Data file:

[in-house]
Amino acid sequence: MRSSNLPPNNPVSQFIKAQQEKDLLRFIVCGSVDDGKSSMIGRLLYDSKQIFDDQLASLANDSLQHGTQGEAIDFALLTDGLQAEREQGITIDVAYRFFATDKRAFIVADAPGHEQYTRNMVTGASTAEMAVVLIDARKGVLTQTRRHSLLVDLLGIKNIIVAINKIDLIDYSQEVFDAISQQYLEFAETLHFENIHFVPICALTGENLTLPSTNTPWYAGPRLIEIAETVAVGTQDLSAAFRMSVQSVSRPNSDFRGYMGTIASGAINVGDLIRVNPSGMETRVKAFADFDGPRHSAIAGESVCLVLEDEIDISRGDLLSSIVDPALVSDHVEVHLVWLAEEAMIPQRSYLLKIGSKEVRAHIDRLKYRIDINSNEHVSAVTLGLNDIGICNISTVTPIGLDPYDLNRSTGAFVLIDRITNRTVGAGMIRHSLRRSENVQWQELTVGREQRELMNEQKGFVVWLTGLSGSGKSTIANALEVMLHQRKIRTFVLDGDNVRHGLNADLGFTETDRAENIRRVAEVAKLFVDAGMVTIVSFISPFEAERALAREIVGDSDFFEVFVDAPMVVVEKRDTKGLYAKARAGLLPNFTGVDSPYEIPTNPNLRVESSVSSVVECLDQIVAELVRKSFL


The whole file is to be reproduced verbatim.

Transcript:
[in-house]
Amino acid sequence: MRSSNLPPNNPVSQFIKAQQEKDLLRFIVCGSVDDGKSSMIGRLLYDSKQIFDDQLASLANDSLQHGTQGEAIDFALLTDGLQAEREQGITIDVAYRFFATDKRAFIVADAPGHEQYTRNMVTGASTAEMAVVLIDARKGVLTQTRRHSLLVDLLGIKNIIVAINKIDLIDYSQEVFDAISQQYLEFAETLHFENIHFVPICALTGENLTLPSTNTPWYAGPRLIEIAETVAVGTQDLSAAFRMSVQSVSRPNSDFRGYMGTIASGAINVGDLIRVNPSGMETRVKAFADFDGPRHSAIAGESVCLVLEDEIDISRGDLLSSIVDPALVSDHVEVHLVWLAEEAMIPQRSYLLKIGSKEVRAHIDRLKYRIDINSNEHVSAVTLGLNDIGICNISTVTPIGLDPYDLNRSTGAFVLIDRITNRTVGAGMIRHSLRRSENVQWQELTVGREQRELMNEQKGFVVWLTGLSGSGKSTIANALEVMLHQRKIRTFVLDGDNVRHGLNADLGFTETDRAENIRRVAEVAKLFVDAGMVTIVSFISPFEAERALAREIVGDSDFFEVFVDAPMVVVEKRDTKGLYAKARAGLLPNFTGVDSPYEIPTNPNLRVESSVSSVVECLDQIVAELVRKSFL